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Oilers and the Art of Exclusive Contracts

The offending Arcadia poster. Photo courtesy CBC News.

Late last week the social media world exploded with news that the Edmonton Oilers had ordered the owner of a small, craft oriented bar in town to stop promoting in-house beer specials during Oiler games (you can read the CBC story here). The bar, Arcadia on 124 Street, is committed to serving only Alberta-made craft beer and has developed a reputation in town as a quality craft beer stop. They seem to regularly have something rare on tap (often due to the owners’ willingness to drive to the brewery to pick up a keg) and their cask nights are legendary. They seem an odd place to single out for legal sabre-rattling.

As we have since learned, Arcadia is not alone in feeling the wrath of the Oilers’ legal team. Other bars have also been warned against promoting the Oilers in their establishments.

The threats come with a carrot – at least in the minds of the Oilers management – in the form of an offer that if the establishment carries Molson products, they would be happy to support them in promoting Oilers games. Hmm. Interesting.

There has been lots of consumer outrage over the weekend about this, so I see no need to pile on. The move is understandably frustrating for fans of craft beer and the Oilers are clearly demonstrating a stunning tone-deafness in this PR fiasco.

Instead I want to look at the bigger picture and bring in some analysis to bear.

The problem here isn’t the Oilers, it is the practice of exclusivity contracts. In Regina their fancy new Mosaic stadium has not yet lost its new car smell yet the odour of crass pandering to Molson reeks. Despite their best efforts, Saskatchewan craft brewers were unable to persuade the Roughriders and the City of Regina to serve local beer at the new facility (read here for background). Across the continent stadiums and arenas are seas of monoculture beer, either of the Molson or the AB-Inbev variety. That beer fans point to Boston, Atlanta or Denver where local craft beer is served onsite proves how rare such diversity occurs. I remember once being thrilled at the Brier that Great Western Brewing, rather than Molson, had exclusivity rights (read here), it is that barren.

And it is not just sports. Most music festivals, including my beloved Edmonton Folk Music Festival, offer exclusive pouring rights, in this case often to Big Rock. It is common practice for festivals and events to arrange for exclusivity.

The advantage to the organization/sports team is obvious. Money. In the Oilers’ case Molson is prepared to pay a premium to keep out its competitors. For festivals and the like, the sponsorship money is an essential revenue stream.

For the brewery, the advantage is even more obvious. You get a captured market and oodles of space to promote your brands. Plus your competitors can’t even show their face.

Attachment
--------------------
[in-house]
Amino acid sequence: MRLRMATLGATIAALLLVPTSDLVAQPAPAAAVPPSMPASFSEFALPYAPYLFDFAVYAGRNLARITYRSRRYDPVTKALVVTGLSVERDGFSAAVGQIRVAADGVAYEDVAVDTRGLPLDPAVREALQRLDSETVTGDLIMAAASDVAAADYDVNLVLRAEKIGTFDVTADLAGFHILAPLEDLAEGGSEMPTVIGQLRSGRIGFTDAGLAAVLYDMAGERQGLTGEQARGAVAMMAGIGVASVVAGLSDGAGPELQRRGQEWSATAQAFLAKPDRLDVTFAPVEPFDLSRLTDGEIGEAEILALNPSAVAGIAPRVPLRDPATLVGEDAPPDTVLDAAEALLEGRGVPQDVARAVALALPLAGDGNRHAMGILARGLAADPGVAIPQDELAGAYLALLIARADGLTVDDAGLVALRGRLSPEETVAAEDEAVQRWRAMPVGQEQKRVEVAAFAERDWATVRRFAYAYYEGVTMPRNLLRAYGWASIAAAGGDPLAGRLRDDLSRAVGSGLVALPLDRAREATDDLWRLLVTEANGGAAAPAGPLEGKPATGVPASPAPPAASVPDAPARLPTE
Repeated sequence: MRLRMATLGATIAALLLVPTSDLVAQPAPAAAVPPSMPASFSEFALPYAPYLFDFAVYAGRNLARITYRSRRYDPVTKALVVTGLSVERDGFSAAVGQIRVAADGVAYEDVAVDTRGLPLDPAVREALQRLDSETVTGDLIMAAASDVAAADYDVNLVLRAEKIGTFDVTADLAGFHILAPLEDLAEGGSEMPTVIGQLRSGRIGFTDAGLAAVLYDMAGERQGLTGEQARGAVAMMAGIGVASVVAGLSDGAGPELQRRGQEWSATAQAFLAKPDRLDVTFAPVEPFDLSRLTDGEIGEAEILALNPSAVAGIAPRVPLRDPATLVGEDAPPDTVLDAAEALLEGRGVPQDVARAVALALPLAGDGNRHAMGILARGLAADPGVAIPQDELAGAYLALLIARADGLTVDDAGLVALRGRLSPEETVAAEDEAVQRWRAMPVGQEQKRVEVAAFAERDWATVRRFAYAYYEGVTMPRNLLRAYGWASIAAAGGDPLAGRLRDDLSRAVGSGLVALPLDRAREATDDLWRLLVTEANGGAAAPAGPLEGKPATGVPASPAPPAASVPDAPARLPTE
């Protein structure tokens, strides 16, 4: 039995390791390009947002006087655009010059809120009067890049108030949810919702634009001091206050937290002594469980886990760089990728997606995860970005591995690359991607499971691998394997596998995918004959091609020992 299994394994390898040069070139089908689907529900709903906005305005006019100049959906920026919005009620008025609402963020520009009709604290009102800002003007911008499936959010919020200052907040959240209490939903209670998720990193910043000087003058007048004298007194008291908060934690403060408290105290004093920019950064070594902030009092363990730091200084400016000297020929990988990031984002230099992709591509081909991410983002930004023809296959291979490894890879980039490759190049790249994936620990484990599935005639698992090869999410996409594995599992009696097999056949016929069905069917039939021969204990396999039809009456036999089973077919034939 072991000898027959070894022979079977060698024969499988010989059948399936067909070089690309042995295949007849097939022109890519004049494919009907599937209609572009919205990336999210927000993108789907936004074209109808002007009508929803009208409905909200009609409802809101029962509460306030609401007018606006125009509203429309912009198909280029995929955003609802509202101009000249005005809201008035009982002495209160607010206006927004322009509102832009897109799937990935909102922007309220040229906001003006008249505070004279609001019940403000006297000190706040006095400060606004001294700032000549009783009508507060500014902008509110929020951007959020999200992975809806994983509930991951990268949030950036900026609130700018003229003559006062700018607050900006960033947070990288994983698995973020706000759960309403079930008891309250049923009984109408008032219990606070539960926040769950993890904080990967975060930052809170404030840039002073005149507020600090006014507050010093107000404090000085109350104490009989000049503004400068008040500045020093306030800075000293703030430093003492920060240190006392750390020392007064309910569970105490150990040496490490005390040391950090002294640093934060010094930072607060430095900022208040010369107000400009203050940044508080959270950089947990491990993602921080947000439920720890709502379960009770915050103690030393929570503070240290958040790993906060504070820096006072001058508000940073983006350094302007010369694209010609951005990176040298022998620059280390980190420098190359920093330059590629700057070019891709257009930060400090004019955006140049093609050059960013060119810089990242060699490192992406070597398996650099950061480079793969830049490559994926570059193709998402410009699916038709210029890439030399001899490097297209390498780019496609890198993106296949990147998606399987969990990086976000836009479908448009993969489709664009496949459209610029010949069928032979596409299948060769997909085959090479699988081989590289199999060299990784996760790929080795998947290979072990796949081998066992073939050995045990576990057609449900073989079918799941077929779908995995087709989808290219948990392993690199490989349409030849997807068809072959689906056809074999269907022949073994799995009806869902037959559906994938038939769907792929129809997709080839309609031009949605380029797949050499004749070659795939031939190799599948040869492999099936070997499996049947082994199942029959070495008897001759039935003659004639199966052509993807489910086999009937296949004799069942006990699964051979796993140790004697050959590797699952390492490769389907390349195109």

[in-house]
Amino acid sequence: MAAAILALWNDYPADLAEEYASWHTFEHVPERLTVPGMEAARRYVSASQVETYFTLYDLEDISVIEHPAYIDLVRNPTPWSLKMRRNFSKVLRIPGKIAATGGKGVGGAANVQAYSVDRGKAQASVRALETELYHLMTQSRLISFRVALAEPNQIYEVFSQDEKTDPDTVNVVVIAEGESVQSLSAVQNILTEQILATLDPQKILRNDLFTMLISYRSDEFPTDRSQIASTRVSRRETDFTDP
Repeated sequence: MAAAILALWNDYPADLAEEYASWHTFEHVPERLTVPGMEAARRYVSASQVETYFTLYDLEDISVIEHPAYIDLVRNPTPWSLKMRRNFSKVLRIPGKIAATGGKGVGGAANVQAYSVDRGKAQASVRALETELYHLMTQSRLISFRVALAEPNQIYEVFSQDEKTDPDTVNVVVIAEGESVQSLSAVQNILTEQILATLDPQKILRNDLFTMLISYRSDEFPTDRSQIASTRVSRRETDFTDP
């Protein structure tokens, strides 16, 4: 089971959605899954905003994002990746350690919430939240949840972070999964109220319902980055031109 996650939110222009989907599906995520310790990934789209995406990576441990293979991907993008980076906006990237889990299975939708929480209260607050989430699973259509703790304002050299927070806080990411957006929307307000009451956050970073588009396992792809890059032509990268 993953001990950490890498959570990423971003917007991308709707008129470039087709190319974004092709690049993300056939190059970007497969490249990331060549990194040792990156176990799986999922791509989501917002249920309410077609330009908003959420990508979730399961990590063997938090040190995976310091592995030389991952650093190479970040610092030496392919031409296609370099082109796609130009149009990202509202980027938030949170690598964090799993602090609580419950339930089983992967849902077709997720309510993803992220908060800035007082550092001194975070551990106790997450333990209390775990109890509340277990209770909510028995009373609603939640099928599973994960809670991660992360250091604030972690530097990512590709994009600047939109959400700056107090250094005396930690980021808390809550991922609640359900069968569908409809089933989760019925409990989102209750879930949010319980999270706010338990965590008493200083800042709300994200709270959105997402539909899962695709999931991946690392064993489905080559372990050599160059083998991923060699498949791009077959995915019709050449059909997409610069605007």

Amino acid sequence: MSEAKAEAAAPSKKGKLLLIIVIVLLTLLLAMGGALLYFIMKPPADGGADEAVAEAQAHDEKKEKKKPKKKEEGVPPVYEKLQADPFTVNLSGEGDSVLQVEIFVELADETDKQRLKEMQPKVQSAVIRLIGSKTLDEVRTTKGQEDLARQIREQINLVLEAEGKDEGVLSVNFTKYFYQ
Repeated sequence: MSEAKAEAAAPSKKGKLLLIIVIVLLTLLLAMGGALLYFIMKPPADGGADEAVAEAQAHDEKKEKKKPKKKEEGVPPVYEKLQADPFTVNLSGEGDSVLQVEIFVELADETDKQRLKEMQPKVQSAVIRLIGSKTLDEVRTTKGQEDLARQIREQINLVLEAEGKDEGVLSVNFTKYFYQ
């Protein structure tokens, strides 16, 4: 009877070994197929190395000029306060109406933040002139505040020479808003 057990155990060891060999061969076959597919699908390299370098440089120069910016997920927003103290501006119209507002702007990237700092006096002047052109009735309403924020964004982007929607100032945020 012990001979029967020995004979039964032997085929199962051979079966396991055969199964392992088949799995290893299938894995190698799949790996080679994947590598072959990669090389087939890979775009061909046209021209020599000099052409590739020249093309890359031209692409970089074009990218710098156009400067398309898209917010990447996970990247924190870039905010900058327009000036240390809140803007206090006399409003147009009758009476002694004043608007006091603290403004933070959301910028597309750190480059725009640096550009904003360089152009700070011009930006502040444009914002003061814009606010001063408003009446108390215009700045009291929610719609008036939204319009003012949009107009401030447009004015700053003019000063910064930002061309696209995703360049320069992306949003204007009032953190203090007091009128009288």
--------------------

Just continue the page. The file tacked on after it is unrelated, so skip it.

The downside for the consumers is also obvious – lack of choice. But for today, that is not the issue I want to focus on.

The downside for the organization, be it a hockey team or a music festival, is that it shifts their perspective. Unintentionally, the organization becomes an advocate for their brewery partner rather than an advocate for their customers. The Oilers brouhaha demonstrates this shift. The Oilers are actively encouraging bars to sell Molson products (to be eligible for the gravy train that is Oilers promotions). They have become a secondary sales force for one of the largest breweries in the world.

Festivals rarely go that far, but they regularly heap praise on their brewery partner, while offering  silence for anyone else.

Allowing exclusivity sets in motion a certain logic that prioritizes the contracted brewery over fans/consumers/attendees.The interests of the brewery become intertwined with the team/organization. Even the term “partner” is telling. Partners are equals who share in the benefits and consequences of the endeavour. That is not what this is. Molson is selling beer at a hockey game. That doesn’t make them a “partner”. That makes them a supplier. And suppliers should be exposed to the cut and thrust of competition, not shielded in perpetuity because they pulled up to the back door with a Brinks truck.

Exclusivity elevates a supplier to a partner. And thus the logic shifts and we see last week’s farce where a professional hockey club is threatening a small, independent pub run by one guy (literally).

It is not the money that is the problem; there are ways of getting similar revenues in a non-exclusive environment. It is the logic that proves so difficult to overcome. Sports teams, festivals and the like need to stop seeing breweries as partners and start seeing them as beer suppliers.

But I won’t hold my breath.

 

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